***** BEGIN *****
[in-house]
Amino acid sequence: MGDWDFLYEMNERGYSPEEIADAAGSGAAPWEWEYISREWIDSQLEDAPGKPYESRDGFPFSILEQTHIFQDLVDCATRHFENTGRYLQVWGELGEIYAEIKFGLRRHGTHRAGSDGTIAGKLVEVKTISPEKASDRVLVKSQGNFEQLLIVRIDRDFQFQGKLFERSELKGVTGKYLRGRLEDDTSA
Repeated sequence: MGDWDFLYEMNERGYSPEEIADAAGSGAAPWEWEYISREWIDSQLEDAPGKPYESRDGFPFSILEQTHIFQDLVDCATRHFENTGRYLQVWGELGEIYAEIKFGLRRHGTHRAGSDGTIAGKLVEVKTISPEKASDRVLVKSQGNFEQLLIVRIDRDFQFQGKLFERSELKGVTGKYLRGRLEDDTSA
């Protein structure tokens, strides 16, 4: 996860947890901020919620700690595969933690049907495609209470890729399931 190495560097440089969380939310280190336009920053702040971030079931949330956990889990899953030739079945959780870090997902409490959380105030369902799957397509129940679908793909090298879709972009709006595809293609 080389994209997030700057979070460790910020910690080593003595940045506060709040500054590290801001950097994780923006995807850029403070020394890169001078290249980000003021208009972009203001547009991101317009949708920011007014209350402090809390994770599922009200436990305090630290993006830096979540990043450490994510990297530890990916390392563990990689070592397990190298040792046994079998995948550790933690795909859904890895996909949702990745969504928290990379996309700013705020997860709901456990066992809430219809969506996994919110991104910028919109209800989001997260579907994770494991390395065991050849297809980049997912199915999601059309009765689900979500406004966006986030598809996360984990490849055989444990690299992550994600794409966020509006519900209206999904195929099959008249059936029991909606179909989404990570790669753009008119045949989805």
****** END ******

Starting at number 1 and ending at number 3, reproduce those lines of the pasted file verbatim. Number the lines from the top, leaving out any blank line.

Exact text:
[in-house]
Amino acid sequence: MGDWDFLYEMNERGYSPEEIADAAGSGAAPWEWEYISREWIDSQLEDAPGKPYESRDGFPFSILEQTHIFQDLVDCATRHFENTGRYLQVWGELGEIYAEIKFGLRRHGTHRAGSDGTIAGKLVEVKTISPEKASDRVLVKSQGNFEQLLIVRIDRDFQFQGKLFERSELKGVTGKYLRGRLEDDTSA
Repeated sequence: MGDWDFLYEMNERGYSPEEIADAAGSGAAPWEWEYISREWIDSQLEDAPGKPYESRDGFPFSILEQTHIFQDLVDCATRHFENTGRYLQVWGELGEIYAEIKFGLRRHGTHRAGSDGTIAGKLVEVKTISPEKASDRVLVKSQGNFEQLLIVRIDRDFQFQGKLFERSELKGVTGKYLRGRLEDDTSA